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Comic Review: Vampirella: Southern Gothic #1
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Vampirella: Southern Gothic #1Vampirella: Southern Gothic #1
Written by Nate Cosby
Pencils by Jose Luis
Inks by Nelson Pereira
Color by Inlight Studio
Letters by Marshall Dillon
Cover by Johnny Desjardins
Dynamite Entertainment
Release Date: August 14, 2013
Cover Price: $3.99

Everyone’s favorite skimpily-clad, sexpot vampire is back in a brand new comic book entitled Vampirella: Southern Gothic #1! She’s gone through a myriad of changes over the decades, but one thing always remains the same, Vampi continuously manages to kick the crap out of whatever she faces. And now, after so many adventures on this world and others, she finds herself in the deep south. Mississippi, to be exact…

Following a pretty awesome battle with a few dozen shoe-stealing demons, our heroine decides to take a break to heal from an especially nasty wound. As sleep becomes her primary focus, she is roused from her impending slumber by a call on her mobile phone. After a bit of a flashback, the reader is able to identify the caller as Jacob, a former lover who is in a bit of a pickle. Traveling by train (who travels by train these days? Badass vampires, that’s who), Vampirella arrives in Mississippi to find Jacob awaiting her with a story about a woman who has died under different names a total of 37 times (insert funny Kevin Smith/Clerks reference here). While making a pit stop for some breakfast, we finally find out the connection between Jacob and the multiple resurrected woman. I’m not going to spoil the story but he is definitely dedicated to the lady in question.

I like the concept here; it’s not new by any means, but it gets the ball rolling quicker than many other plots. Using a personal connection to bring the protagonist into the mix is a tried and true method of kickstarting a story. There are some original plot devices here from Nate Cosby that hopefully will become larger pieces as we go forward in the series, but since this first issue is really just the set up, we won’t know until later on. My biggest complaint this go around is the art, to be honest. Jose Luis does a passable job with most of the panels, but the lack of background in some of them isn’t making me a fan of his work. Some of the pages are gorgeous, but others aren’t even close. Just an observation, of course. But for a character who’s following relies heavily on how well she’s drawn, it might behoove someone to spend a bit more time on the artistic element in the comic.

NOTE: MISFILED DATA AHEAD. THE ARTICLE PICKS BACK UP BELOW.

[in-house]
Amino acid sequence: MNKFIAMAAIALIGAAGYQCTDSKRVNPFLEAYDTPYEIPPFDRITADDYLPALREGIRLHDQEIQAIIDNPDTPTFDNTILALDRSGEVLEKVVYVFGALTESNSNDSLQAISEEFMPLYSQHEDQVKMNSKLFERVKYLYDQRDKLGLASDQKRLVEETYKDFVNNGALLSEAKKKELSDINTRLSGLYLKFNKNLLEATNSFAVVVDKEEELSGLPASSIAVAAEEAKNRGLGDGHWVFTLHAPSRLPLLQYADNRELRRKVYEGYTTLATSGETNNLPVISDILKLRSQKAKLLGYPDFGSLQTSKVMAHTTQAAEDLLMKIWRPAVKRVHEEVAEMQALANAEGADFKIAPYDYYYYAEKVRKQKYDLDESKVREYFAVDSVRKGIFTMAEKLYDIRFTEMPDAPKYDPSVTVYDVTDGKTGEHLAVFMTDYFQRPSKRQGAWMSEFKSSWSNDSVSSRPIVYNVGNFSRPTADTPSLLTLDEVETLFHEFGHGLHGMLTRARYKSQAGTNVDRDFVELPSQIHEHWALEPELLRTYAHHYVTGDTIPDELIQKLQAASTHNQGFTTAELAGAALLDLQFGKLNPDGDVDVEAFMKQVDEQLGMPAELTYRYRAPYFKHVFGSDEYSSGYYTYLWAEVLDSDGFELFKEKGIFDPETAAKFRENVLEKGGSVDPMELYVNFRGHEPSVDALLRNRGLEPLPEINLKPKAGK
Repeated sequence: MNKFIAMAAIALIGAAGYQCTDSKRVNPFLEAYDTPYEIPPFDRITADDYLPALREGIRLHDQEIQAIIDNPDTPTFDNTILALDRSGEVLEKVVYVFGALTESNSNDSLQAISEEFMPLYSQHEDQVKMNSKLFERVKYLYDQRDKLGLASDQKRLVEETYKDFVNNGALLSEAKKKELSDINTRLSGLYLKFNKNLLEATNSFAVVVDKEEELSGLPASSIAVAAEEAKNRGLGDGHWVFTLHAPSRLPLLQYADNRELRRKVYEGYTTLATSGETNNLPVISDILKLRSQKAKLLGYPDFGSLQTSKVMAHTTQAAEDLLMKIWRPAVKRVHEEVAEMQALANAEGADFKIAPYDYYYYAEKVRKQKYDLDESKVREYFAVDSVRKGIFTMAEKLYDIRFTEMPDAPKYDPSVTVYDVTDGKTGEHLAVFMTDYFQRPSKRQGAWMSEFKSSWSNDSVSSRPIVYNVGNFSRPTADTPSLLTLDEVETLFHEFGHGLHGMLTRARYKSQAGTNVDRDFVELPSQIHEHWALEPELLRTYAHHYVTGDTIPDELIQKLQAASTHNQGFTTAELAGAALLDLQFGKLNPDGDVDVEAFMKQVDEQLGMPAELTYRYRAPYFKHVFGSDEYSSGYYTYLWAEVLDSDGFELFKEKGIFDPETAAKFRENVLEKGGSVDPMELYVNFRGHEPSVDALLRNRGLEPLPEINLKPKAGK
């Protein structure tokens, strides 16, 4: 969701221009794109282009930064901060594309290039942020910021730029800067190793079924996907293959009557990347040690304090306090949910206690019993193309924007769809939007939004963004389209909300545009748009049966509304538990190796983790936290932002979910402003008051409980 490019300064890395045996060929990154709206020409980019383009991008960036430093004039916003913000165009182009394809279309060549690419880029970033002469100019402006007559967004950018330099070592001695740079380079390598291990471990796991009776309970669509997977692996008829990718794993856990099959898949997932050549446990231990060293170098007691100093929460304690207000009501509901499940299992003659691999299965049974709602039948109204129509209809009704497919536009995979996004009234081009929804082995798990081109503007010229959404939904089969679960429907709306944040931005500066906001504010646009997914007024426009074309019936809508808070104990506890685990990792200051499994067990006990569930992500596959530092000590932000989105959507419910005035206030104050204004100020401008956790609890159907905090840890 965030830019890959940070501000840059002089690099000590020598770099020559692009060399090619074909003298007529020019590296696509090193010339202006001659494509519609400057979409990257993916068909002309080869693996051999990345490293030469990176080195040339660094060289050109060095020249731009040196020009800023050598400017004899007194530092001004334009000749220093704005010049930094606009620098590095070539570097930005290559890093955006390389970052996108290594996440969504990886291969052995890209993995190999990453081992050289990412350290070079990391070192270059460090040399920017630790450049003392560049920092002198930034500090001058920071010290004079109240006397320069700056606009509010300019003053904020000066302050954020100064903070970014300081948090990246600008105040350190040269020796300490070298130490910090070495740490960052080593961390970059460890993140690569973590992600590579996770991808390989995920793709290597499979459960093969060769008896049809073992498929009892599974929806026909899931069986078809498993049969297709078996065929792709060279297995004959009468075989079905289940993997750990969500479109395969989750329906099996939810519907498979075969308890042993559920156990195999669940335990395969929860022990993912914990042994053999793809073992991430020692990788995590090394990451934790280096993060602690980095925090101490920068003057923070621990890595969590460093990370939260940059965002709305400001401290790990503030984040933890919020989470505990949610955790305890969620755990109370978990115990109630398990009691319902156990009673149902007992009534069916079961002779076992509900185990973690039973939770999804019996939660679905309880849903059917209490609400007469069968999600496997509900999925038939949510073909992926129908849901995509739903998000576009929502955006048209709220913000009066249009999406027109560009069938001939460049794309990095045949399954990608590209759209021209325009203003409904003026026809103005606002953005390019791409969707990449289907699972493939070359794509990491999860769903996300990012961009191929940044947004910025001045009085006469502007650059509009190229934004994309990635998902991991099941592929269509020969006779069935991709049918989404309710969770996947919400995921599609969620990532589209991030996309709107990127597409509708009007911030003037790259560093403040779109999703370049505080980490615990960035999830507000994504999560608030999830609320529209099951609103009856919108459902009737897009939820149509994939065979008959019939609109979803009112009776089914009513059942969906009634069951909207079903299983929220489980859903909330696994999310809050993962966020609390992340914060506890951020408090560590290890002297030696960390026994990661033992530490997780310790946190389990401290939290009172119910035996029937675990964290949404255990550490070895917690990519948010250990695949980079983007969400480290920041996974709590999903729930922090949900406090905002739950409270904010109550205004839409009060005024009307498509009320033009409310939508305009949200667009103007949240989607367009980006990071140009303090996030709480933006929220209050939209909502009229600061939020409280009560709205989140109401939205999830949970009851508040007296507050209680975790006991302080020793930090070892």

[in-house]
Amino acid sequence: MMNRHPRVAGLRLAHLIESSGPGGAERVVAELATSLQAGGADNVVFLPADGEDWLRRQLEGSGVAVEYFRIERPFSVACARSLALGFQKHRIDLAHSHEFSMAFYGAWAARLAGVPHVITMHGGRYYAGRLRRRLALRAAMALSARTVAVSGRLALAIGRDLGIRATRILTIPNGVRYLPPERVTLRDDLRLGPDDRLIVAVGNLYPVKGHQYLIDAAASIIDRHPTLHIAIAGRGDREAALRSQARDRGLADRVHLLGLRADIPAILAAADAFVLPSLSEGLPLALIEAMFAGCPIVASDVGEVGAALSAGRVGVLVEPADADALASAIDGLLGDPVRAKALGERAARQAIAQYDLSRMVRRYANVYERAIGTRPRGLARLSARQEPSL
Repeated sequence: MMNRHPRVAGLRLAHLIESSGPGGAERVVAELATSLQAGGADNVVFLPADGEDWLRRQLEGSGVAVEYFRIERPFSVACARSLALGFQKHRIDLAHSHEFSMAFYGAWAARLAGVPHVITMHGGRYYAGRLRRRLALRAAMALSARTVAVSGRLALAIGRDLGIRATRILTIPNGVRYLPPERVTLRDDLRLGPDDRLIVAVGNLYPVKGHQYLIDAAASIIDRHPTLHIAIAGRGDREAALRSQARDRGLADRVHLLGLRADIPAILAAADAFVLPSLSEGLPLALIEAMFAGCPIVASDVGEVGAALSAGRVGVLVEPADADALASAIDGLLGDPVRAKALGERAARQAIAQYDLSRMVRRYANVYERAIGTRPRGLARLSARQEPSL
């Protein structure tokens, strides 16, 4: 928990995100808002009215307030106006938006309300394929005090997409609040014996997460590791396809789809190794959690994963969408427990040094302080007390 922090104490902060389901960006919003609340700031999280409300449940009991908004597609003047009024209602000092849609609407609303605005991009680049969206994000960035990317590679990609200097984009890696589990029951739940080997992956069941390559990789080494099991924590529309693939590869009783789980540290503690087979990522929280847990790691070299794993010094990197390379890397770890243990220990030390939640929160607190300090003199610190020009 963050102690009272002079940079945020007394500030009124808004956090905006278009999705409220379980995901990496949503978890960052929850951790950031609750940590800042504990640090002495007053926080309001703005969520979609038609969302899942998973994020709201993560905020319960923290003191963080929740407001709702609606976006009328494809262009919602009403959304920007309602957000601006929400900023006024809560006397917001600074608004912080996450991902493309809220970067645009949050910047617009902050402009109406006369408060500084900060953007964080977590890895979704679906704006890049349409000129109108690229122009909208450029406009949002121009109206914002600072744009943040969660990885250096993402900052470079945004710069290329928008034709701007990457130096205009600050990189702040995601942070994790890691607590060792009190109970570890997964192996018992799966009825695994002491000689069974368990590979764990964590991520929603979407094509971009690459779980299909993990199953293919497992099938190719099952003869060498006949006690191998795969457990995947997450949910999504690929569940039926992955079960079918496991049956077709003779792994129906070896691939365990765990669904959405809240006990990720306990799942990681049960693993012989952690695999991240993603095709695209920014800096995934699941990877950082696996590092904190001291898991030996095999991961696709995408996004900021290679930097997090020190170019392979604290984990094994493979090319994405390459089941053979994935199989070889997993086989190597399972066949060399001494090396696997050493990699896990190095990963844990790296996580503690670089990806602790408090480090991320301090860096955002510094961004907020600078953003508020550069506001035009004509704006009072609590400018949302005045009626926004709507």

It’s a decent book, just not one to make someone ooh and ahh. This is a shame, because this is a perfect jumping on point for new readers. A fresh start is to be had, if someone is dedicated enough to give this issue a chance. I’m kind of on the fence here. I love the character and I really like Dynamite Entertainment, but this book might fall under the radar for many folks. If you see it, flip it open and give it a read. It’s definitely in the “try before you buy” category. Consider yourself warned.

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